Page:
Skip to main content

Web Safety and Scams

Scams are big business these days, accounting for $50 billion in lost and stolen money, according to the 2017 Better Business Bureau (BBB) Scam Tracker Annual Risk ReportOne surprising trend: More young people are falling victim to fraud and scams than older people.

If you are asked to make payment in the form of electronic codes from gift cards, reloadable credit cards or in any electronic format be wary!

                                                AND

If something sounds too good to be true, it is probably a scam!

Examples of SCAMS include:

  • Email from supervisor compelling you to buy gift cards and send the codes
  • You receive a written check telling you to deposit it and return a portion of it for your troubles
  • A telephone call saying they are:
    • Police or Sheriff
    • Court Bailiff or attorney
    • IRS

Telling you that you have a warrant, missed a court date, failed to show up for Jury Duty or owe money. Remember they can spoof caller id.

  • Fake for rent listing where the person has you send a deposit or background check without ever meeting you
  • Family emergency where someone pretends to be related to you and says they just need money for bail or bus ticket or medical emergency
  • Vacation scams
  • Online purchases of pets, clothing, electronics, cosmetics or automobiles particularly if they offer a “free trial”

Phishing Scams:

Phishing scams use fake emails, text messages, or copycat websites to steal your information. Their goal is to get credit card, bank account information, debit card PINs, or account passwords. Scammers will often have you send information to their email, or to click on a link in their email. Scammers may also ask you to send your phone number, or another email to verify your identity. They may even contact you pretending to be a company or person you know. 

Check Scams:

In a check scam, the person may ask you to deposit a check, that might look like a business or personal check, cashier's check, money orders, or a check delivered electronically. (Federal Trade Commission Website)

According to the Federal Trade Commission Website, there are several types of Fake Check Scams:

  • Mystery Shopping
    • Scammers pretend to hire people as mystery shoppers and tell them to evaluate a retailer that sells gift cards, money orders, or  a money transfer service. The shopper gets a check with instructions to deposit it in a personal bank account and wire it to someone else; but once the money is wired, the person on the other end can disappear.  
  • Personal Assistant
    • People apply online and are hired as personal assistants. They get a check and are told to use the money to buy gift cards, or to buy equipment, supplies for their new client, or use the money as payment. Once the scammers get the gift card PIN numbers, they use them instantly, leaving the "personal assistant" without the money when the bank figures out the check is bad.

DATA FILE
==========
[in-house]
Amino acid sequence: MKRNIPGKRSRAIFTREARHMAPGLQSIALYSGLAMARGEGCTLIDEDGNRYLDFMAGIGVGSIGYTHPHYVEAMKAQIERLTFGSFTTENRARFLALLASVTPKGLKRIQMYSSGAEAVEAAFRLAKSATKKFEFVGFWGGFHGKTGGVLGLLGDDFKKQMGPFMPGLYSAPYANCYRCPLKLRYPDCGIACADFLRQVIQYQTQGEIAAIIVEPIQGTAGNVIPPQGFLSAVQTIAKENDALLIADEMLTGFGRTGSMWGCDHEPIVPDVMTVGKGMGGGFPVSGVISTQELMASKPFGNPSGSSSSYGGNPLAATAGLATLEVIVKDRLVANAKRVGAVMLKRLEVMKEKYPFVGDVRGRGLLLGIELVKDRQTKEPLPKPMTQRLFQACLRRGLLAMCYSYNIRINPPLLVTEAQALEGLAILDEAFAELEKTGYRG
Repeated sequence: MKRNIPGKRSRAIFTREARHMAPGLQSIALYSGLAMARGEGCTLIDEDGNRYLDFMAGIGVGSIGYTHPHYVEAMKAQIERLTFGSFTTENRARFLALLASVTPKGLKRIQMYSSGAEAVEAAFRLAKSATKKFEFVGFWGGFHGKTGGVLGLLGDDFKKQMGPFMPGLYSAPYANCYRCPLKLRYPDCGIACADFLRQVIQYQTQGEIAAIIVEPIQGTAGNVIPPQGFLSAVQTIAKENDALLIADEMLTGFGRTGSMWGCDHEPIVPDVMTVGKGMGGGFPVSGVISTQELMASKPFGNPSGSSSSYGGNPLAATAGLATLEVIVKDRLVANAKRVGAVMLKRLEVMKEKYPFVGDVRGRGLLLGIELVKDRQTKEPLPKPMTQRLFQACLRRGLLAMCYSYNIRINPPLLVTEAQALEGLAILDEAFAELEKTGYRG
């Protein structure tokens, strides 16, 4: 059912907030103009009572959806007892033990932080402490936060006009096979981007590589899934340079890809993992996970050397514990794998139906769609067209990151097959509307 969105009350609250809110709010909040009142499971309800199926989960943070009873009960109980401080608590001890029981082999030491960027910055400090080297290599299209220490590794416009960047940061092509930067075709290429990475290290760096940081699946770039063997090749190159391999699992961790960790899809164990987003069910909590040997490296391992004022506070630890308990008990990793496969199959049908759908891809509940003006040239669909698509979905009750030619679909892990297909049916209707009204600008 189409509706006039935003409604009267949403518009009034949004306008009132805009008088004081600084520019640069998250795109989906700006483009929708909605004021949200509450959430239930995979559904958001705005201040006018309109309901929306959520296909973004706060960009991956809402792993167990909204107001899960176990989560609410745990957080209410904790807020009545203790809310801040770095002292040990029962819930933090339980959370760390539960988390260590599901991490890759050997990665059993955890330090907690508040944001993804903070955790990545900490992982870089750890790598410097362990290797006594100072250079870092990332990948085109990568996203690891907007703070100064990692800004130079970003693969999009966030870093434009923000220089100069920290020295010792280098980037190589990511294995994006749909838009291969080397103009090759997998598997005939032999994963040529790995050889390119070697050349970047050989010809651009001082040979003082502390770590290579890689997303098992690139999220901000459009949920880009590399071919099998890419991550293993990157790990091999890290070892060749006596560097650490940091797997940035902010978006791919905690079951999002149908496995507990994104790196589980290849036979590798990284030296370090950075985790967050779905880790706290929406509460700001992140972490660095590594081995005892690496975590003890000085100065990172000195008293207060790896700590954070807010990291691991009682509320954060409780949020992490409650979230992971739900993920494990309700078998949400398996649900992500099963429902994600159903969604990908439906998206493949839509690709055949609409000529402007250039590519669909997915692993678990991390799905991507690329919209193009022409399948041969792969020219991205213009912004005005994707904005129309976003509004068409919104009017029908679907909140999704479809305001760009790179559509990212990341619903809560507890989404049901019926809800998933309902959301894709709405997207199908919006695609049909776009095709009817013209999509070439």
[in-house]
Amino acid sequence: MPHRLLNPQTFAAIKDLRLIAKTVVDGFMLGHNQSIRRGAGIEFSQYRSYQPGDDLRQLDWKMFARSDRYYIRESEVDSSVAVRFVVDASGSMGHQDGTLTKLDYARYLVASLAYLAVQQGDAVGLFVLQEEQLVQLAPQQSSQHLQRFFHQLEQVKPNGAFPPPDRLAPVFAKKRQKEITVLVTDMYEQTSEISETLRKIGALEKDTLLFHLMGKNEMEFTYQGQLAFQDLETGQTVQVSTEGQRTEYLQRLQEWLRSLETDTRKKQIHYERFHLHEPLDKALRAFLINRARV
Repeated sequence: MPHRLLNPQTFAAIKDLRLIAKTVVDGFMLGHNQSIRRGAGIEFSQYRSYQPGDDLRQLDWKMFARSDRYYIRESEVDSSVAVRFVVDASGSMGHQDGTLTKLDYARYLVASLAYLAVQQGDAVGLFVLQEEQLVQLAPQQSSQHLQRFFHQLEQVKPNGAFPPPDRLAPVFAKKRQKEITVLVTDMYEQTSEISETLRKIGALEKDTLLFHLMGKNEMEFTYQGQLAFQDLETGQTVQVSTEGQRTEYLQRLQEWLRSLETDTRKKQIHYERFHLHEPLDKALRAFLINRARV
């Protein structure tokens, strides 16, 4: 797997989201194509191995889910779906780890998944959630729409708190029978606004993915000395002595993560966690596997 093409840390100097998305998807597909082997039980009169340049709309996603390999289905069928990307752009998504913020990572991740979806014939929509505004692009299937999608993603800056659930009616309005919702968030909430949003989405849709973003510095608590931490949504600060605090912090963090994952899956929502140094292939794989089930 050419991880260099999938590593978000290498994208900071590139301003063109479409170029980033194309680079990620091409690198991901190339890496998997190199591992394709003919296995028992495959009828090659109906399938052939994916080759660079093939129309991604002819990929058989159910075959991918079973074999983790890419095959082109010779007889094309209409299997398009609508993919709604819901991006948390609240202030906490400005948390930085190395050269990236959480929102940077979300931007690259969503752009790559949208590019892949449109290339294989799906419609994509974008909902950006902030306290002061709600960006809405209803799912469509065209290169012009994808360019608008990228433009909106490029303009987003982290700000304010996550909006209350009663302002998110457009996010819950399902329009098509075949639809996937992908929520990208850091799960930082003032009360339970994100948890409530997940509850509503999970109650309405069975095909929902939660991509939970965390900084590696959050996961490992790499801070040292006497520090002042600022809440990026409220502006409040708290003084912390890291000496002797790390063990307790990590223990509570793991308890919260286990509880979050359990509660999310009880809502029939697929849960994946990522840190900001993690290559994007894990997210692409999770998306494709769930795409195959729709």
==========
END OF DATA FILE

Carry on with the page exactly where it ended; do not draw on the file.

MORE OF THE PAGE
• Sweepstakes "winners"
    • Sweepstakes "winners" are given checks and told to send money to cover taxes, shipping and handling charges, or processing fees. But that is not how legitimate sweepstakes work.
  • Overpayments
    • People buying something from you online "accidentally" send a check for too much and asks you to refund the balance. 

How to Avoid a Fake Check Scam:

  • Never use money from a check to send gift cards, money orders, or wire money to strangers or someone you just met. 
    • Many scammers will ask you to buy gift cards and send them the PIN numbers. Once you give someone the gift card PINs, it is like giving someone cash. 
  • Toss offers that ask you to pay for a prize. If it's free, you shouldn't have to pay to get it 
  • Don't accept a check for more that was agreed, or for work that has not been completed. 

What to do if you sent money to a scammer:

  • Gift cards are for gifts, not payment. If someone is asking for money through gift cards, it is almost always a scam. If you paid a scammer with a gift card, tell the company that issued the card right away. When you contact the company, tell them the  gift card was used in a scam. If you act quickly enough, the company might be able to get your money back. Also, tell the store where you bought the gift card as soon as possible. 
  • If you wired money to a scammer, call the money transfer company immediately to report the fraud and file a complaint. More information about reporting a scam can be found on the FTC website under "Where to Report Fraud"